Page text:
This blog outlines 3 questions you should ask yourself about your programs and services to help you capture the outcomes data you need without overwhelming data entry.
Social Solutions Apricot™ software is a powerful tool for collecting, managing, and analysing outcomes data, but you need to strike the right balance between capturing all of the data you need while keeping the data entry process streamlined and efficient.
Apricot Software Design: Who are we serving?
The first question SquaredImpact encourages organisations to ask is “Who are we serving?”
So, as you are designing your database, start by thinking about your target population. Who are the people you are hoping to reach with your services and what data do we want to collect on them? Try to be as specific as you can.
For example, simply saying that you want to serve youth is too general. Saying you want to serve low-income, female youth between the ages of six and twelve is much more specific. Being more specific helps you to see the data elements that you need to track in your Apricot database: income, gender, and age.
Collecting demographic data on the clients you are serving answers the following questions:
- Are you reaching those you set out to serve?
- Are you reaching an unexpected population(s)?
- Is a particular subset of your target population accessing your services at higher rates than others?
Demographic data that tells you who you are serving is typically captured on a Tier 1 “Client Profile” form in Apricot software. Client Profile records include data that is, for the most part, static and not tracked across time.
Apricot Software Design: What services are they receiving?
It’s not enough to know who you are serving; you also want to know how well and how effectively you are serving them.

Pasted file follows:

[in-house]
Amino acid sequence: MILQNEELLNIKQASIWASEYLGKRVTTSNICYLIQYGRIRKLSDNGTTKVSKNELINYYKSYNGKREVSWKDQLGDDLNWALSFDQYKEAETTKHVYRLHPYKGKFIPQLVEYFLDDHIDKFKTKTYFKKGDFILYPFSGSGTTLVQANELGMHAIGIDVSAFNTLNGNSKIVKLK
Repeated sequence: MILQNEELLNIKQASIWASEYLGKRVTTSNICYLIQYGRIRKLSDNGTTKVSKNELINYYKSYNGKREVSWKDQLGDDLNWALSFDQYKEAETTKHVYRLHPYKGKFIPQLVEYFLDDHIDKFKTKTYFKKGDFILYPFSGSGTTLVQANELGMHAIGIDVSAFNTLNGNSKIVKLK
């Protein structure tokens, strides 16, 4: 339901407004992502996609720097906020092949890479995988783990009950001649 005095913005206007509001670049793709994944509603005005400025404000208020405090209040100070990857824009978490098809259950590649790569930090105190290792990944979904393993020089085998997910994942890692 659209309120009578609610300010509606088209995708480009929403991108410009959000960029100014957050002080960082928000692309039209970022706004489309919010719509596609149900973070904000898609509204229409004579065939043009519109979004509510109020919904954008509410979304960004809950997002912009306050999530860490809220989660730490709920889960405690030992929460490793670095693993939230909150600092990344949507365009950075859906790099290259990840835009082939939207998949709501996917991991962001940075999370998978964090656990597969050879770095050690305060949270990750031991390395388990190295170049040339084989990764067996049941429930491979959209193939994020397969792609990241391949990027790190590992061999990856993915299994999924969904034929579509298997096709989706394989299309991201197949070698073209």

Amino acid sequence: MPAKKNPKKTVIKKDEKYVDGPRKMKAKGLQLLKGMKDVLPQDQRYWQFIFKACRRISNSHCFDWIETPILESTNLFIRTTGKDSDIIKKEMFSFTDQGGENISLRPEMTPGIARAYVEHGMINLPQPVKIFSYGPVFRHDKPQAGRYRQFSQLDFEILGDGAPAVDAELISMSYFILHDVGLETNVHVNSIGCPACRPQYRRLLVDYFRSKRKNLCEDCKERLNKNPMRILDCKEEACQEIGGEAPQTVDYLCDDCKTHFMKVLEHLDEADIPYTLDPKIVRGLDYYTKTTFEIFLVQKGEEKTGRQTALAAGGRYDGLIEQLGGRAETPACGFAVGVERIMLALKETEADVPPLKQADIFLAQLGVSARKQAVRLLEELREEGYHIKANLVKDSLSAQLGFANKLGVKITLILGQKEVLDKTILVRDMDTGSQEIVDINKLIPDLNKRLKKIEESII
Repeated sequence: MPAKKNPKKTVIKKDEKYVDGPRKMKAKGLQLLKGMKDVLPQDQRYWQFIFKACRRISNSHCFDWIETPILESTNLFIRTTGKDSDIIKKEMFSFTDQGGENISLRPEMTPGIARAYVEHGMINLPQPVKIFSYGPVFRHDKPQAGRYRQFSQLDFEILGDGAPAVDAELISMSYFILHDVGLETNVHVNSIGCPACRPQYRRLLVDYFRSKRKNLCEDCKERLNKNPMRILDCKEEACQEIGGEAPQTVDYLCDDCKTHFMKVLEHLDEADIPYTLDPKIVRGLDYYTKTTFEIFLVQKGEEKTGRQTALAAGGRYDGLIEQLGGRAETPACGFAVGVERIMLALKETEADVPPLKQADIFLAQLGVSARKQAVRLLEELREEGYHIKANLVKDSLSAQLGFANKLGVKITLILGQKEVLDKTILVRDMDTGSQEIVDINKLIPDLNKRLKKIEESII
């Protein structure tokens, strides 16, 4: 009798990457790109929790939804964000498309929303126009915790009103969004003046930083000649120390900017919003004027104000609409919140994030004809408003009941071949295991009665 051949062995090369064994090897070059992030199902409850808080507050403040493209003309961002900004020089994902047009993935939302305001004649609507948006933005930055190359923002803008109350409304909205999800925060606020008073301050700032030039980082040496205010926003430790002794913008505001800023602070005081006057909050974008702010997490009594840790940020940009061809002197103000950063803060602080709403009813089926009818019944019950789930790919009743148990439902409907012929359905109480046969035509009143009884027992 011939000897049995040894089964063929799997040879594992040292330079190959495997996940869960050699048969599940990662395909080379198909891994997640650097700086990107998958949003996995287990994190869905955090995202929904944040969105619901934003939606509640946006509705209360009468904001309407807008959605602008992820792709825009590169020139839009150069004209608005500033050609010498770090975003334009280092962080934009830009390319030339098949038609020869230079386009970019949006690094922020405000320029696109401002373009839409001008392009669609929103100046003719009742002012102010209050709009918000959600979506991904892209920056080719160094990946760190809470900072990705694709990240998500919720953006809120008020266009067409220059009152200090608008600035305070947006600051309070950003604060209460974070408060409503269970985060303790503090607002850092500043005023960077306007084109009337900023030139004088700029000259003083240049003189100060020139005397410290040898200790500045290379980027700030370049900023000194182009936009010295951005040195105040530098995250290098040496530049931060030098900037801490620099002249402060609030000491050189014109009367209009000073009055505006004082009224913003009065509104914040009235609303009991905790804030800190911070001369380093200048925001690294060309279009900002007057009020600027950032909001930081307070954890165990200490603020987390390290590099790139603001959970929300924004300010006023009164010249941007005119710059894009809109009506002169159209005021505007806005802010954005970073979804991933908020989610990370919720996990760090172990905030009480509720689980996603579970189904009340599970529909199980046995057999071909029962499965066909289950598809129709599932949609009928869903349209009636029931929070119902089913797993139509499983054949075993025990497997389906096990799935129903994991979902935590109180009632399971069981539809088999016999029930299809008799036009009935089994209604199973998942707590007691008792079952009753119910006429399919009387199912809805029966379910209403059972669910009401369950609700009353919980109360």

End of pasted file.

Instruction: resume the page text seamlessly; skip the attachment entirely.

So the second question to ask yourself to work out what data you need to capture in Apricot is “What services are our clients receiving?” The services you provide to clients might include outreach, meeting one-on-one, leading group events, special programs, workshops, mentoring, counseling, or referrals to community partners, among others.
Tracking services provided to clients produces useful metrics such as:
- How many services you provide (counts)
- The kinds of services you provide
- Average amount and type of services accessed by each client
- Amount of time and money spent on services
- Average length of time between services
- Case manager case load by services provided
Apricot software is specifically designed to track these kinds of services. Each Tier 1 Client Profile record can have numerous associated Tier 2 records. Tier 2 records track dynamic information about your clients over time, which is why Tier 2 records usually require a date field.
Create multiple Tier 2 records to track each service received by individual clients. The Tier 1-Tier 2 form structure enables reporting on service information across time for each individual client without re-entering static client data each time you log a service.
Apricot Software Design: Why do our services matter and why should we measure their effectivenss?